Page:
Thursday, 15 April 2010

Criticals, Fumbles, and Near-Death Experiences

I like Critical Hits and Fumbles. The idea that rolling a '20' or a '1' has strong effects livens up games for me, and adds a lot of extra spice to a combat. What I don't like, however, is that they can too often prove fatal for low-level characters. 'I hit myself' for a first-level Fighter means that every time they attack, they have a 1 in 20 chance of committing suicide. Double-damage for a Goblin means that that poor Fighter once again buys the farm. I've seen it tear apart too many games, and cause too many TPKs, so this time, I decided to try something different.

On a '20', a PC has one of two choices. He can either inflict maximum damage with his weapon (not double, as we are simply talking about using the weapon to its maximum effect, rather than some super-blast), or receive a +4 to his next 'to-hit' roll. On a '1', the effect is simple – he cannot take any combat actions next round. He's dropped his weapon, he's ended up out of position, he fell over a log, something – he can take a action, so running away remains an option, but he cannot actually attack anyone.

Then we come to '0' HP. I usually say that if you hit -1, you are dead. End of game. Brutal, harsh, but I think fair. The -10 HP means that a low-level character will have more ability to survive while unconscious than while standing on his feet. Again, I've modified that for my current campaign. There is a 5 HP margin – you die at -6, and -1 to -5 represents unconsciousness. I have introduced a 'maiming' table, however. You get that badly wounded, and there is going to be a consequence. A D30 table, this one, with the middle ten options 'everything is OK'. So far, no PC has died, but a lot of them would be hard to recognise.

So how do you do this? I'm curious how other tables handle this, beyond the 'double damage or hit yourself' idea...


  1. That fumble rule (no action next round) is exactly what we used for a while just before ditching criticals and fumbles recently. Easy and seemed to be better-suited than any of the many other things we tried.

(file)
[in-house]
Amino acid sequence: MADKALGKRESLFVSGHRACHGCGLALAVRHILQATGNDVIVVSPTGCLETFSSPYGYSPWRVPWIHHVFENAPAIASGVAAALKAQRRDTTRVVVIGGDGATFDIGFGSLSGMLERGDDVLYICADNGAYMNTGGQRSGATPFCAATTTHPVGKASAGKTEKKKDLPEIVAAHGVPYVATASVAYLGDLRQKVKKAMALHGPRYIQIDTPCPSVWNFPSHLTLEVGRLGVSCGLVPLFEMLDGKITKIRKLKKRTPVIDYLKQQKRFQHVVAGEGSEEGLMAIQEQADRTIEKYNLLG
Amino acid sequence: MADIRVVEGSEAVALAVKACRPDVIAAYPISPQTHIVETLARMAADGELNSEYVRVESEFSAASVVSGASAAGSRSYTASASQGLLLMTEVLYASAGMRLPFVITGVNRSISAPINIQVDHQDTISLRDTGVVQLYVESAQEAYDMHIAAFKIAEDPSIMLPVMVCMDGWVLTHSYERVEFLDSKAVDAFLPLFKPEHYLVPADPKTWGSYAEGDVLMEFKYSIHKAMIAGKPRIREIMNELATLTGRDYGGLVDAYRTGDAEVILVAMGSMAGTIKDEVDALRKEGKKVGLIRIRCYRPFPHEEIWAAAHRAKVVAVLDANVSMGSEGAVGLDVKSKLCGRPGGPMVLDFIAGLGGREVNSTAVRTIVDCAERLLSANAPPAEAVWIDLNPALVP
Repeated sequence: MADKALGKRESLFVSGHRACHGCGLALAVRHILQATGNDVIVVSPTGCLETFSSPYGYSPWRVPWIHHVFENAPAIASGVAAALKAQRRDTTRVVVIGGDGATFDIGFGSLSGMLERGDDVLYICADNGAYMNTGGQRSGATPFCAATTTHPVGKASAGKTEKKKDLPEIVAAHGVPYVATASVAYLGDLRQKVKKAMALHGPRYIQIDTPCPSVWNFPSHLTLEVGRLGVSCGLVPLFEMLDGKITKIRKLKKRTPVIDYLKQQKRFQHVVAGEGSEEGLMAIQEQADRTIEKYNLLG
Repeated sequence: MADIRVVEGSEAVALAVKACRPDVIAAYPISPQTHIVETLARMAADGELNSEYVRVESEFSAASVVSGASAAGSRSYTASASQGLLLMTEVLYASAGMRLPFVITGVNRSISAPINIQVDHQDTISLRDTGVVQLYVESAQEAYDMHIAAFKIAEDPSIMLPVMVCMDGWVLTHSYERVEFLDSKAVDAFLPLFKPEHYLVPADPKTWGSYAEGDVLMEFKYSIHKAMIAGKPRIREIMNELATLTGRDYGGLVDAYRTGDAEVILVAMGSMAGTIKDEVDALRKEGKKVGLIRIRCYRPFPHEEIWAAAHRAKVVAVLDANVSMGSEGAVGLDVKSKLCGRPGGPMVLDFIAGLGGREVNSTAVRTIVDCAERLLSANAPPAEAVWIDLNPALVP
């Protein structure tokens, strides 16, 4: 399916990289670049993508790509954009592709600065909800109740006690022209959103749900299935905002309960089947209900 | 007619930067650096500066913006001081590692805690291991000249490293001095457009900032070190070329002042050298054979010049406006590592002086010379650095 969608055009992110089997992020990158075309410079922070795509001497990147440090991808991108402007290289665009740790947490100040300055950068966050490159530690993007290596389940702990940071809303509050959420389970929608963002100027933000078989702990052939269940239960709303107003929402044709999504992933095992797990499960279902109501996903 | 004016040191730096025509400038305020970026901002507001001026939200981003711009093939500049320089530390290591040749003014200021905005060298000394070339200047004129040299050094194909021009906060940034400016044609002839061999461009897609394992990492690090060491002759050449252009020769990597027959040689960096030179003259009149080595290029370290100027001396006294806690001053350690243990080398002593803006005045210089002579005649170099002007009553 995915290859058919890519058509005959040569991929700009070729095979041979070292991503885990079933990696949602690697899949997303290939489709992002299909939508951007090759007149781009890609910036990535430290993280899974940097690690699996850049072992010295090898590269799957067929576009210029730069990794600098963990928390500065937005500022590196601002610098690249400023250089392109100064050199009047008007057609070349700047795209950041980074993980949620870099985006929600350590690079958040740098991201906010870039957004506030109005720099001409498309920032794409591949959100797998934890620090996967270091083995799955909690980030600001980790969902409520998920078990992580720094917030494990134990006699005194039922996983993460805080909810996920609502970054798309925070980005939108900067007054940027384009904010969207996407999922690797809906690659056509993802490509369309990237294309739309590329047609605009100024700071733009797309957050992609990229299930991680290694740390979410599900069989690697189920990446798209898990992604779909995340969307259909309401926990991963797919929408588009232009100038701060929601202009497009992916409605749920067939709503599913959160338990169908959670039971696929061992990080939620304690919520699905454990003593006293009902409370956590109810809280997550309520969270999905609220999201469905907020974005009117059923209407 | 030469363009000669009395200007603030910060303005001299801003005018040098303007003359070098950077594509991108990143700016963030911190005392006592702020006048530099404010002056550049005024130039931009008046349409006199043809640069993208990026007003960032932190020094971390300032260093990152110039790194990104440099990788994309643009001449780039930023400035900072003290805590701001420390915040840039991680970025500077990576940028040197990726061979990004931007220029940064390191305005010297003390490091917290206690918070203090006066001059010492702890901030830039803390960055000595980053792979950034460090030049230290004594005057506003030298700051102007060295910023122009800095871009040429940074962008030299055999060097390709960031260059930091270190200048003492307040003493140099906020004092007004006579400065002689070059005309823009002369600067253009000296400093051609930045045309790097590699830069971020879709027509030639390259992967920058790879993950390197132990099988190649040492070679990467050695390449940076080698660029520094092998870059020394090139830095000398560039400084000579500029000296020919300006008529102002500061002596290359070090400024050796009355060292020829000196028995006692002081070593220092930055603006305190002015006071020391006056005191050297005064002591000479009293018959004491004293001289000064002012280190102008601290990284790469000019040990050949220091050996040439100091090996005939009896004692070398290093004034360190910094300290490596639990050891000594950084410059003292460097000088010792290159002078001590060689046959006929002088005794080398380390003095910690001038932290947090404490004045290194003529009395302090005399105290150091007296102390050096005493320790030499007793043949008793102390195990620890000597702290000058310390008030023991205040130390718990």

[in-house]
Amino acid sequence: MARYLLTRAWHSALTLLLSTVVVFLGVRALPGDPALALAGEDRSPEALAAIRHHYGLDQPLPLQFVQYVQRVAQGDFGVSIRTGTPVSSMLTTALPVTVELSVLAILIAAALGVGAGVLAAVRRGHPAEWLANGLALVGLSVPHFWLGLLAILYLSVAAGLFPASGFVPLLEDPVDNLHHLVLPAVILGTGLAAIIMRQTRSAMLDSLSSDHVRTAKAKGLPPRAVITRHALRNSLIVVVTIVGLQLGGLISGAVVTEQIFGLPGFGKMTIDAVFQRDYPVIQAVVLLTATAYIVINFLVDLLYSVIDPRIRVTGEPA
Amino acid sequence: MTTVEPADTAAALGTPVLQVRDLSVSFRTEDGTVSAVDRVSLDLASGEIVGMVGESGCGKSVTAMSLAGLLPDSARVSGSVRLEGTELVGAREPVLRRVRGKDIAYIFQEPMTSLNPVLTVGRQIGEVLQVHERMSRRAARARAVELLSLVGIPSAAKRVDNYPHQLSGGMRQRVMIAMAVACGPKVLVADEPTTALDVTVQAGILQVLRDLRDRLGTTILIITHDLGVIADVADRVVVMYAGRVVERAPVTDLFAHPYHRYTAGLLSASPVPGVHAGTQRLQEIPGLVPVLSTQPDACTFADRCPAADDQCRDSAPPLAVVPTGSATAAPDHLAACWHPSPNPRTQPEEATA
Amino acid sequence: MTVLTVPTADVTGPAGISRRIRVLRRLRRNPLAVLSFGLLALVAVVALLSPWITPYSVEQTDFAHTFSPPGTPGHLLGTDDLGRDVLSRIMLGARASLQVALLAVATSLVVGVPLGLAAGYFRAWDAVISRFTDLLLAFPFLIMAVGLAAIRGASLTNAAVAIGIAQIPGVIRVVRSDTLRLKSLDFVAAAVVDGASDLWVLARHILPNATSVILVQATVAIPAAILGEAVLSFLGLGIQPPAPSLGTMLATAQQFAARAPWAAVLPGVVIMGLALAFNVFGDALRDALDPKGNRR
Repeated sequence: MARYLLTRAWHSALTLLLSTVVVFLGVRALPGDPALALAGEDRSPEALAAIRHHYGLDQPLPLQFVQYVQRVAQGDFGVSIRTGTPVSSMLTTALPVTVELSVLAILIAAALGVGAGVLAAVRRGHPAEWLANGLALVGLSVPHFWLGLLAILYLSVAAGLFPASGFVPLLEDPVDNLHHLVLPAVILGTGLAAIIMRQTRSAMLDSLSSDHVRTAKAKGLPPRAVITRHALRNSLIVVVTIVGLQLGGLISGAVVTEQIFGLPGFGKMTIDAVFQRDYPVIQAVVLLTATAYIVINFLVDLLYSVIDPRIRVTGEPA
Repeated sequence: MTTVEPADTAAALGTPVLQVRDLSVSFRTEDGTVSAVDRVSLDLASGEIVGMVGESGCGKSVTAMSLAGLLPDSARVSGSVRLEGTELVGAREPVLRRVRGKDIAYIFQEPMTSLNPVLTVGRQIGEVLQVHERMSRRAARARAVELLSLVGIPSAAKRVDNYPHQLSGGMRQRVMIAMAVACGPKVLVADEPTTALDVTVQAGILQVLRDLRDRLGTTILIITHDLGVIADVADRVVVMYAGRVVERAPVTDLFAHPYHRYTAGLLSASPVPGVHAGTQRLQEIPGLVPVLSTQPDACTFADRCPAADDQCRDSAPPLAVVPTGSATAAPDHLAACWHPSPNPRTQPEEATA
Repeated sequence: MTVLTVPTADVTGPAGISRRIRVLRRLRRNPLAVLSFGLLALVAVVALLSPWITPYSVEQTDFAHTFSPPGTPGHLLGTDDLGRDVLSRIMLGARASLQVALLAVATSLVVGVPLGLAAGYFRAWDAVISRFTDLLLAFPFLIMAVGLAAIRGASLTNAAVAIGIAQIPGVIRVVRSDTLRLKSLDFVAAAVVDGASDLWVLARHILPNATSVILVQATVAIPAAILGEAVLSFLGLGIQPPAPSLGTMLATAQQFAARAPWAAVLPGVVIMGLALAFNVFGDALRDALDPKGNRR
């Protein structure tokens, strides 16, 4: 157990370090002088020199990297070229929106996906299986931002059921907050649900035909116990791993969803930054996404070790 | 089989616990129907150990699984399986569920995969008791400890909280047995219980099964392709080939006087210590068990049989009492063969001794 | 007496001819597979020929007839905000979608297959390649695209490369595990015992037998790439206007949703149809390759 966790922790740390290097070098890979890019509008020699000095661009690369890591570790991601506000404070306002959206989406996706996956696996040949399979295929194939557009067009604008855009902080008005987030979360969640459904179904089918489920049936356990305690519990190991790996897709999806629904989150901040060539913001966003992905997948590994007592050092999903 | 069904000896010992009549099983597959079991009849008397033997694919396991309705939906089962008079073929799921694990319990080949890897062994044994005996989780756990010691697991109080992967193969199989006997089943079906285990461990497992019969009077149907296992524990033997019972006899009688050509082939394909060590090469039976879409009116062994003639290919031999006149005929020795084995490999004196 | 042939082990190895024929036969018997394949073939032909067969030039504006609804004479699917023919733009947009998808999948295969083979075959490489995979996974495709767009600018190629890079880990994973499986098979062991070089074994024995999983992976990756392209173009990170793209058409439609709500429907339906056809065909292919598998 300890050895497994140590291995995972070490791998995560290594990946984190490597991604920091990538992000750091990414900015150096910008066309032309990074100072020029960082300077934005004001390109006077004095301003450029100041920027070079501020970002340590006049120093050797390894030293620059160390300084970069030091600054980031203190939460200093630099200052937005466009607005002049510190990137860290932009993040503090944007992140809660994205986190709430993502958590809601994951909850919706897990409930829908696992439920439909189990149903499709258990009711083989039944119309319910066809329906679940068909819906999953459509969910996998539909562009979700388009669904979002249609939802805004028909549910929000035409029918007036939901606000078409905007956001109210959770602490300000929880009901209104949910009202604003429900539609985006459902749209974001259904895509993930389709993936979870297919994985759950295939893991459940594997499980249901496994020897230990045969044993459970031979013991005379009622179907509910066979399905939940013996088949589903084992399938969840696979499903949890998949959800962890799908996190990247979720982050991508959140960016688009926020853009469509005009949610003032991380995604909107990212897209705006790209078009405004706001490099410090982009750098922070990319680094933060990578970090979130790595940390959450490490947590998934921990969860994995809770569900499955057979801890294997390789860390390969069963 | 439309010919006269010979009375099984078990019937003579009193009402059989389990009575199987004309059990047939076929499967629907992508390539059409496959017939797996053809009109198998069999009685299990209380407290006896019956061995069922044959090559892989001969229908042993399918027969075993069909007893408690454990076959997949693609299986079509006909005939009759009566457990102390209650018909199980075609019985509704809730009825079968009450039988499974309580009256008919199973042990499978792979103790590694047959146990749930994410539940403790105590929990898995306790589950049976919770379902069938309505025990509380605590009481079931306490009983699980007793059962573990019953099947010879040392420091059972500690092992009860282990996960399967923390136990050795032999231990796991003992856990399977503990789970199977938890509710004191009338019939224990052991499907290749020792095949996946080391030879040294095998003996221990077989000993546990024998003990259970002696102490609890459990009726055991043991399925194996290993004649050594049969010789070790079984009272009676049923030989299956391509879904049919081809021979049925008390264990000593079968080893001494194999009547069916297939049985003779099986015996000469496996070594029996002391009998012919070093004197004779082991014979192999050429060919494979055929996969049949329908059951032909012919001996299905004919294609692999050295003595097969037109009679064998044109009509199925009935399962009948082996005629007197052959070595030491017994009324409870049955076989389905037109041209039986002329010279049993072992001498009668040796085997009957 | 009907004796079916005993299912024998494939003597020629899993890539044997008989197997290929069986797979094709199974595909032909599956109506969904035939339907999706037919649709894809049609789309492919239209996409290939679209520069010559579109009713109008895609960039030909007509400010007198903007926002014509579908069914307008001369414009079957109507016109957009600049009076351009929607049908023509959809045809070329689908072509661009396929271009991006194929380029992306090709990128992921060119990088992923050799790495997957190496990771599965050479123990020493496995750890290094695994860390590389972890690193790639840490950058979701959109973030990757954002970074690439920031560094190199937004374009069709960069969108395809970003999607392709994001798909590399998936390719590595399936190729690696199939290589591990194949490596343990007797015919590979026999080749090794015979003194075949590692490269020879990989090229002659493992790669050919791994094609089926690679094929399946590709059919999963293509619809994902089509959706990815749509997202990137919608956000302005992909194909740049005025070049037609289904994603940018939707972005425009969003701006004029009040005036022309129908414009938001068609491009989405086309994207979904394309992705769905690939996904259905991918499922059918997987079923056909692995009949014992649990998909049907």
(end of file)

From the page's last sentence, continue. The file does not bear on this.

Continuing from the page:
2. Ah, just re-read that movement is still allowed the round after a 1. We ruled the character or monster was basically stuck in place but could defend himself (no AC penalty, etc.).

    We used double damage on 20, but you're right that it's a bit too lethal at low level. Max damage is probably better, particularly in games with non-AD&D hit dice schemes.

    As for hit points, we've ruled that 0 is knocked out for 1d6 turns, below 0 means save vs. death or die. If you save, you're at 0 (as above).

    I'm thinking of adding: Any successful save vs. death leaves a scar or similar. Any successful save vs. death at -10 or lower leaves more significant maiming.

  3. Yeah, something exotic happening on a 1 or 20 was too brutal for my table, so I went with my Table of Death & Dismemberment. It only kicks in when PCs or important NPCs get down to 0 HP, so it doesn't come up as frequently as the 1-or-20 thing, but it still gives us a bit of uncertainty and brutality that those sorts of things provide.

  4. How I do it:

    Natural 1: something bad happens
    Natural 20: something great happens

    This is pretty much whatever the referee thinks is appropriate. The default is double damage on a 20 or dropping your weapon / falling down on a 1.

    As for death, this:

    You fall unconscious at 0. You can drop below 0 and still survive, but if you hit -(CON) you die immediately. Every 30 minutes you roll a d20 to see if you recover, with a penalty equal to your negative HP.

    If you roll 11+ you wake up at your negative HP and stop dying. But you can't fight or adventure until you're healed to 1 HP at least.

    If you roll under 10- you stay unconscious and lose 1 HP.

    A natural 1 means you die immediately. A natural 20 means you wake up with 0 HP.

    Magical healing doesn't stop you from dying unless it brings you to 1 HP, at which point you're conscious.